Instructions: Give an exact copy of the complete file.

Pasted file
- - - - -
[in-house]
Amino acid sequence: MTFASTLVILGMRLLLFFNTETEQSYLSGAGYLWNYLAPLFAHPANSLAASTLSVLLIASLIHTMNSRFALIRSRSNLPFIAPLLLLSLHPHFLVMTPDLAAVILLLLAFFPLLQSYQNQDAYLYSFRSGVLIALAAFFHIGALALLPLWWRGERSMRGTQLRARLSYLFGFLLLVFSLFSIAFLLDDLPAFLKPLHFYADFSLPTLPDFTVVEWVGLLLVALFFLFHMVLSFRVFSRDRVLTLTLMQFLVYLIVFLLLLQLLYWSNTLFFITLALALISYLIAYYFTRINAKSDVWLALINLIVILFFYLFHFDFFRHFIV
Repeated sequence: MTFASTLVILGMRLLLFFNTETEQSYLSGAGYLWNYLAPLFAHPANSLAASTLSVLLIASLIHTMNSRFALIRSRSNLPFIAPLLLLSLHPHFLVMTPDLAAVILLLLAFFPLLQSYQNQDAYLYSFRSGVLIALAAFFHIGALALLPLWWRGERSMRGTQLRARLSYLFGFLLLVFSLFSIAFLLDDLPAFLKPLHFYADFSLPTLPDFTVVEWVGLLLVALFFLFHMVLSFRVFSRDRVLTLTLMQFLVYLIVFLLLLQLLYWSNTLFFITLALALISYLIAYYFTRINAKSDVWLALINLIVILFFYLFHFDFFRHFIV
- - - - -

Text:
[in-house]
Amino acid sequence: MTFASTLVILGMRLLLFFNTETEQSYLSGAGYLWNYLAPLFAHPANSLAASTLSVLLIASLIHTMNSRFALIRSRSNLPFIAPLLLLSLHPHFLVMTPDLAAVILLLLAFFPLLQSYQNQDAYLYSFRSGVLIALAAFFHIGALALLPLWWRGERSMRGTQLRARLSYLFGFLLLVFSLFSIAFLLDDLPAFLKPLHFYADFSLPTLPDFTVVEWVGLLLVALFFLFHMVLSFRVFSRDRVLTLTLMQFLVYLIVFLLLLQLLYWSNTLFFITLALALISYLIAYYFTRINAKSDVWLALINLIVILFFYLFHFDFFRHFIV
Repeated sequence: MTFASTLVILGMRLLLFFNTETEQSYLSGAGYLWNYLAPLFAHPANSLAASTLSVLLIASLIHTMNSRFALIRSRSNLPFIAPLLLLSLHPHFLVMTPDLAAVILLLLAFFPLLQSYQNQDAYLYSFRSGVLIALAAFFHIGALALLPLWWRGERSMRGTQLRARLSYLFGFLLLVFSLFSIAFLLDDLPAFLKPLHFYADFSLPTLPDFTVVEWVGLLLVALFFLFHMVLSFRVFSRDRVLTLTLMQFLVYLIVFLLLLQLLYWSNTLFFITLALALISYLIAYYFTRINAKSDVWLALINLIVILFFYLFHFDFFRHFIV